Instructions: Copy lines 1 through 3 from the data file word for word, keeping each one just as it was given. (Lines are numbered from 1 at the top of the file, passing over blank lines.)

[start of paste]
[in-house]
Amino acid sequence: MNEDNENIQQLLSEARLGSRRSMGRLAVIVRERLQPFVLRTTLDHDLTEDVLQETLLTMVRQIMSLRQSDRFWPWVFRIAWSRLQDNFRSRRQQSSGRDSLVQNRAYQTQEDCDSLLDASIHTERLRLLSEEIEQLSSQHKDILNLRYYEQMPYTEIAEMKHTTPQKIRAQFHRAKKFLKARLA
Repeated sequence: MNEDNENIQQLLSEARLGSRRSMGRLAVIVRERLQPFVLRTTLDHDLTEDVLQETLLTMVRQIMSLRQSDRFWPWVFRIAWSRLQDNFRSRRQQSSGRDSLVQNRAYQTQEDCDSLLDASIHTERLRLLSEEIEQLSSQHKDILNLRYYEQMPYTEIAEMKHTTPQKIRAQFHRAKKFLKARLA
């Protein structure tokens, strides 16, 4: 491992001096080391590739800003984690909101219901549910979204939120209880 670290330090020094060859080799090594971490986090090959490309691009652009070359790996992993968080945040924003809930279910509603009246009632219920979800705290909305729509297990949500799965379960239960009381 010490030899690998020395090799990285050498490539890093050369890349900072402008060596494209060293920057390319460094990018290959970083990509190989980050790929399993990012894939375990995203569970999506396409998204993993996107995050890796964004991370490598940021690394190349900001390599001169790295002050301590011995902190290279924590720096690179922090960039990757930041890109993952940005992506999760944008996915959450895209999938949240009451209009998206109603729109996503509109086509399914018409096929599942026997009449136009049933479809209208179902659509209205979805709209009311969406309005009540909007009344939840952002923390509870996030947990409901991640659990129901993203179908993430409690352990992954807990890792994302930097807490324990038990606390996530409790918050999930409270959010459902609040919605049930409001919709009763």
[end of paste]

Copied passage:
[in-house]
Amino acid sequence: MNEDNENIQQLLSEARLGSRRSMGRLAVIVRERLQPFVLRTTLDHDLTEDVLQETLLTMVRQIMSLRQSDRFWPWVFRIAWSRLQDNFRSRRQQSSGRDSLVQNRAYQTQEDCDSLLDASIHTERLRLLSEEIEQLSSQHKDILNLRYYEQMPYTEIAEMKHTTPQKIRAQFHRAKKFLKARLA
Repeated sequence: MNEDNENIQQLLSEARLGSRRSMGRLAVIVRERLQPFVLRTTLDHDLTEDVLQETLLTMVRQIMSLRQSDRFWPWVFRIAWSRLQDNFRSRRQQSSGRDSLVQNRAYQTQEDCDSLLDASIHTERLRLLSEEIEQLSSQHKDILNLRYYEQMPYTEIAEMKHTTPQKIRAQFHRAKKFLKARLA